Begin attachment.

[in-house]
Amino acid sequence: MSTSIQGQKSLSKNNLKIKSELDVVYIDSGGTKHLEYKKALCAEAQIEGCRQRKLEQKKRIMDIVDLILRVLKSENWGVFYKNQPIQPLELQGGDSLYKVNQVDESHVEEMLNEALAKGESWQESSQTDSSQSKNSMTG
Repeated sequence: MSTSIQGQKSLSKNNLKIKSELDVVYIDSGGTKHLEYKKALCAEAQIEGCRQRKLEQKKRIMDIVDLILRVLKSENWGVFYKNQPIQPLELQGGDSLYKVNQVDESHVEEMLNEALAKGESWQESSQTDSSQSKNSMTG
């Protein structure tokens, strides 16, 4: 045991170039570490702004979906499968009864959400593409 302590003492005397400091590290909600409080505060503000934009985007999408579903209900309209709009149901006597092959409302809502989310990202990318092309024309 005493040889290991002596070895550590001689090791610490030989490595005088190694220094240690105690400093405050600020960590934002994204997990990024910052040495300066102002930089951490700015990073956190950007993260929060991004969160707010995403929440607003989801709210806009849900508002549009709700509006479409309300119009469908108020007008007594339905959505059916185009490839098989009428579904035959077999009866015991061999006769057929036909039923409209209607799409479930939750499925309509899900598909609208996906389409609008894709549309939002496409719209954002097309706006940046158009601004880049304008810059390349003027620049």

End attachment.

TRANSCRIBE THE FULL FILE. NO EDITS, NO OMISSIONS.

[in-house]
Amino acid sequence: MSTSIQGQKSLSKNNLKIKSELDVVYIDSGGTKHLEYKKALCAEAQIEGCRQRKLEQKKRIMDIVDLILRVLKSENWGVFYKNQPIQPLELQGGDSLYKVNQVDESHVEEMLNEALAKGESWQESSQTDSSQSKNSMTG
Repeated sequence: MSTSIQGQKSLSKNNLKIKSELDVVYIDSGGTKHLEYKKALCAEAQIEGCRQRKLEQKKRIMDIVDLILRVLKSENWGVFYKNQPIQPLELQGGDSLYKVNQVDESHVEEMLNEALAKGESWQESSQTDSSQSKNSMTG
């Protein structure tokens, strides 16, 4: 045991170039570490702004979906499968009864959400593409 302590003492005397400091590290909600409080505060503000934009985007999408579903209900309209709009149901006597092959409302809502989310990202990318092309024309 005493040889290991002596070895550590001689090791610490030989490595005088190694220094240690105690400093405050600020960590934002994204997990990024910052040495300066102002930089951490700015990073956190950007993260929060991004969160707010995403929440607003989801709210806009849900508002549009709700509006479409309300119009469908108020007008007594339905959505059916185009490839098989009428579904035959077999009866015991061999006769057929036909039923409209209607799409479930939750499925309509899900598909609208996906389409609008894709549309939002496409719209954002097309706006940046158009601004880049304008810059390349003027620049």